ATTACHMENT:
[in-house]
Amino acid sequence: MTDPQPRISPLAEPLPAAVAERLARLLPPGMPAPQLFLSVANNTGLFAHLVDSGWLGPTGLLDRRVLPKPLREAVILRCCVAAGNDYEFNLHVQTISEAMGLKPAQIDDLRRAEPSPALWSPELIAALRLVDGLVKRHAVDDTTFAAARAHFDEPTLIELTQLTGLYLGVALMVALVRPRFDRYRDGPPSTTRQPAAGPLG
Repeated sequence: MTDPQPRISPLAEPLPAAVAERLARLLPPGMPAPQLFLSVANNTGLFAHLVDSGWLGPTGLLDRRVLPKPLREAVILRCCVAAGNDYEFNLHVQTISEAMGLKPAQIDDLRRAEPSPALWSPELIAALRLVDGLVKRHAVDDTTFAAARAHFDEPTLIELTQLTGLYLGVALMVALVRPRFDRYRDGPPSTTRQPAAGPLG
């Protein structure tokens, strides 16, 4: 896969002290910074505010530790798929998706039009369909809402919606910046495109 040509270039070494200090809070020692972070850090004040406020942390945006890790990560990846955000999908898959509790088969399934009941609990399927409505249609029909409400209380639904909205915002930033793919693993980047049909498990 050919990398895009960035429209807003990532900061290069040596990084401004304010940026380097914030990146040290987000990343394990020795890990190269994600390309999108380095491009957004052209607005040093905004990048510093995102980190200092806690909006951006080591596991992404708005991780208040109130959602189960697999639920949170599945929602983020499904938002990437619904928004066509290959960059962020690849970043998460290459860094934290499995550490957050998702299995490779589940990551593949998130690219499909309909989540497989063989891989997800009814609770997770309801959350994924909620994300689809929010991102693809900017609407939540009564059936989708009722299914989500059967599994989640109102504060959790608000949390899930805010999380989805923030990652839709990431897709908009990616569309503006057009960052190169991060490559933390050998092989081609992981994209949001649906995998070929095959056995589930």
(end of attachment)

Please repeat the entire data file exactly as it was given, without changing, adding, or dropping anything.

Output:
[in-house]
Amino acid sequence: MTDPQPRISPLAEPLPAAVAERLARLLPPGMPAPQLFLSVANNTGLFAHLVDSGWLGPTGLLDRRVLPKPLREAVILRCCVAAGNDYEFNLHVQTISEAMGLKPAQIDDLRRAEPSPALWSPELIAALRLVDGLVKRHAVDDTTFAAARAHFDEPTLIELTQLTGLYLGVALMVALVRPRFDRYRDGPPSTTRQPAAGPLG
Repeated sequence: MTDPQPRISPLAEPLPAAVAERLARLLPPGMPAPQLFLSVANNTGLFAHLVDSGWLGPTGLLDRRVLPKPLREAVILRCCVAAGNDYEFNLHVQTISEAMGLKPAQIDDLRRAEPSPALWSPELIAALRLVDGLVKRHAVDDTTFAAARAHFDEPTLIELTQLTGLYLGVALMVALVRPRFDRYRDGPPSTTRQPAAGPLG
């Protein structure tokens, strides 16, 4: 896969002290910074505010530790798929998706039009369909809402919606910046495109 040509270039070494200090809070020692972070850090004040406020942390945006890790990560990846955000999908898959509790088969399934009941609990399927409505249609029909409400209380639904909205915002930033793919693993980047049909498990 050919990398895009960035429209807003990532900061290069040596990084401004304010940026380097914030990146040290987000990343394990020795890990190269994600390309999108380095491009957004052209607005040093905004990048510093995102980190200092806690909006951006080591596991992404708005991780208040109130959602189960697999639920949170599945929602983020499904938002990437619904928004066509290959960059962020690849970043998460290459860094934290499995550490957050998702299995490779589940990551593949998130690219499909309909989540497989063989891989997800009814609770997770309801959350994924909620994300689809929010991102693809900017609407939540009564059936989708009722299914989500059967599994989640109102504060959790608000949390899930805010999380989805923030990652839709990431897709908009990616569309503006057009960052190169991060490559933390050998092989081609992981994209949001649906995998070929095959056995589930």